GERRIT COLE: I have no idea. I know that ‑‑ facing Carpenter, Beltran, Molina, Holliday, Freese, Jay, I'm not quite sure. They're just great hitters. So whether you've seen them a bunch of times or not, you know what they're capable of doing. You know in a playoff atmosphere anything can happen.
So I don't think that it's an advantage that I've seen them, and I don't think they view it as one either. It's playoff baseball. Anything goes.
Q. You started warming up during the celebration after the game to get here. Do you ever stop and sit back and take a breath and just enjoy this, or is it too businesslike right now? Are you too focused to step back and say, wow, this is cool?
GERRIT COLE: You know, what I've found is that for me personally I need to be able to control what I can control and I need to be able to take care of my routine and be able to feel comfortable out there. Allowing yourself to take a step back and enjoy what's happening and kind of take in the whole atmosphere and the distractions that come with it, being where I am now, and this is a whole new experience for me, I just want to keep my head down and stay the course.
I don't have quite the feel that guys who have played this game for 10 or 15 years do. I'm just trying to prepare myself the best I can and give my team a chance to win. I'll just do that at any cost. It really doesn't faze me.
Maybe after the year is over, I think that will be the appropriate time to take a step back and look at what we've accomplished. But for right now, especially for me, it's important to stay focused and important to keep my mind right and my head down and prepare for this next start.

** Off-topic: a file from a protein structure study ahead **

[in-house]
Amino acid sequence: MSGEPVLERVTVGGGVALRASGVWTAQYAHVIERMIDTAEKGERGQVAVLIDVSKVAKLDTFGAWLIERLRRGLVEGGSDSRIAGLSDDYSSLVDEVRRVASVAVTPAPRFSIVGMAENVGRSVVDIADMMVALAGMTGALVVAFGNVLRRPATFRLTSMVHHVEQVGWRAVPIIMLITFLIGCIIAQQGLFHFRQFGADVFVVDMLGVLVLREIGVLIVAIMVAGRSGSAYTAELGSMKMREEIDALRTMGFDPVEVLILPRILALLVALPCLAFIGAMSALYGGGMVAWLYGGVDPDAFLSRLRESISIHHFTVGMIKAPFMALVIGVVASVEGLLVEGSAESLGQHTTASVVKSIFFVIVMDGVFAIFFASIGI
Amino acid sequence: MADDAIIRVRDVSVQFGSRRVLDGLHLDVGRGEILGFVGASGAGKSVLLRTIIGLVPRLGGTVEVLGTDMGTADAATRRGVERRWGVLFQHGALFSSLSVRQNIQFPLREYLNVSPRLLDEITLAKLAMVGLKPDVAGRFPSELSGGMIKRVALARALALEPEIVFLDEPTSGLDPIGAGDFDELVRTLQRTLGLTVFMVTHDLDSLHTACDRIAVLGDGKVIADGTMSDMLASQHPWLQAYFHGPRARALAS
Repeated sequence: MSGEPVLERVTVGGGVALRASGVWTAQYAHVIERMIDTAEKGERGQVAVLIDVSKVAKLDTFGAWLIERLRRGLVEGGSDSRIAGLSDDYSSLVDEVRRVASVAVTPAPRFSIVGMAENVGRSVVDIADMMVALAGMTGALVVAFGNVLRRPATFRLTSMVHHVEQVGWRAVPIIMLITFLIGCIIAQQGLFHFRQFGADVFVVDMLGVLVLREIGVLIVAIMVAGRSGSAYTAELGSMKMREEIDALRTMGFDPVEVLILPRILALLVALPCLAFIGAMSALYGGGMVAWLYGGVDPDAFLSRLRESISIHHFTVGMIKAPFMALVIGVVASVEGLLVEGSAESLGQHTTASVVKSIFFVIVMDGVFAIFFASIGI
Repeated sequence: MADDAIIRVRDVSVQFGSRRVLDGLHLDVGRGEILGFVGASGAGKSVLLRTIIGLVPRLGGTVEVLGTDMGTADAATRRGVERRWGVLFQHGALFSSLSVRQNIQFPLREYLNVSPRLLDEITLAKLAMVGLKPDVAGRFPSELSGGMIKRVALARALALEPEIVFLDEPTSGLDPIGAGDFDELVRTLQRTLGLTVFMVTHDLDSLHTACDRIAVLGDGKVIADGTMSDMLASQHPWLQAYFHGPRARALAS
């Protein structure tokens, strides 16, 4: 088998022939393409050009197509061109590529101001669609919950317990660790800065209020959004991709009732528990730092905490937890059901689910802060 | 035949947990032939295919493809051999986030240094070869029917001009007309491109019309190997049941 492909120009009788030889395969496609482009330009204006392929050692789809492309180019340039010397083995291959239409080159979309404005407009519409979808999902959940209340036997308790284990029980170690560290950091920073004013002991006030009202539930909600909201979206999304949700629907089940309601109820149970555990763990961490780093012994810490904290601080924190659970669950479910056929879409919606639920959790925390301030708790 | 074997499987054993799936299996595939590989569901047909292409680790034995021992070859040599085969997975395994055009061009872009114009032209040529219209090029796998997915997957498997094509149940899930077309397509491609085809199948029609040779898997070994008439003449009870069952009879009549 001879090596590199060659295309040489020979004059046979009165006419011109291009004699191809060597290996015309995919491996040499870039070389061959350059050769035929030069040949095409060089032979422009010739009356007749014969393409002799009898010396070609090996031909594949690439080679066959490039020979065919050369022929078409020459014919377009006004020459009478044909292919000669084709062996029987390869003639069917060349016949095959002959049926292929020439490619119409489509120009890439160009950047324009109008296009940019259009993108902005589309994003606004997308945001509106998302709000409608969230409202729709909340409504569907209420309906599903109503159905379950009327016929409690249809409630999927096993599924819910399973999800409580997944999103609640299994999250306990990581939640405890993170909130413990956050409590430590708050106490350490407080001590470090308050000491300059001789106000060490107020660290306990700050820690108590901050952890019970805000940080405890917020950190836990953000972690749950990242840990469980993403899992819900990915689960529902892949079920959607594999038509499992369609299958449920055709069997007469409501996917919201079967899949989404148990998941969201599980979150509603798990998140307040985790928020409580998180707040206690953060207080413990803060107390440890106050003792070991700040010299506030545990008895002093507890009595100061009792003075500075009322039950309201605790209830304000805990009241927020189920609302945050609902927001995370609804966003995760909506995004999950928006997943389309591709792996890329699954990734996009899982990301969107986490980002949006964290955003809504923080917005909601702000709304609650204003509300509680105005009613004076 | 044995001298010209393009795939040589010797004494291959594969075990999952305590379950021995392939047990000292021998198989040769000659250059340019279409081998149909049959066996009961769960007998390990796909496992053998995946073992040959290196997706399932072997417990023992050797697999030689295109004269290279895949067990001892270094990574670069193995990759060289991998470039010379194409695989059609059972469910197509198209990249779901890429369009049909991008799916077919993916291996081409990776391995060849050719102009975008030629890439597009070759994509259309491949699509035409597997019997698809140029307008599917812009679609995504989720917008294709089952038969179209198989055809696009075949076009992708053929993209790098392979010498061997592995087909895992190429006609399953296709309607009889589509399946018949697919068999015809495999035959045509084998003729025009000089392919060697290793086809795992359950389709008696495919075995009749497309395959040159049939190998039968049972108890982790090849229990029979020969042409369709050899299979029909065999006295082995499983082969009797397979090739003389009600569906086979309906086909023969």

Q. In the past few years, would you watch the postseason as a fan on television? Have you seen it? Have you watched?
GERRIT COLE: Absolutely.
Q. So does the fact that you're facing a team that's been on that stage that you've seen on television, does that kind of add to the fascination and the challenge of pitching this game?
GERRIT COLE: I mean, it's a big game. I don't think you can take the hype or the energy or the adrenaline that you're going to get out of it. It's going to be tough for both sides.
But it's a similar situation as to I think when I came up. They've been doing it for a long time. It's not like I never watched a regular season Major League game. It's all been new for me, and that's why I'm trying not to ‑‑ trying not to take really a break and just try to stay focused and keep things as simple as I can because I know that will give me the best chance to help this team and hopefully get us a win.
Q. Who were you facing in the biggest big game you pitched in college?
GERRIT COLE: We faced ‑‑ I mean, we had a lot of big games. I mean, there is one game that jumps out to me, was the College World Series with TCU. That was their first trip and they had kind of rolled through Texas and picked up some momentum nationally. When we got to Omaha, the whole stadium was purple. Omaha is famous for adopting their underdog teams. They rolled through the first game, I think, against Florida ‑‑ Florida State, rather. They came in to us and it was a pretty electric atmosphere.
I have to say, nothing even close to what it was in the Wild Card game. I think we can all say that was pretty much a madhouse.
But that's probably the closest thing I can tell you. That was a big game. They came in with a lot of momentum. We had no choice, rather, than to shut them down, and we had to do that.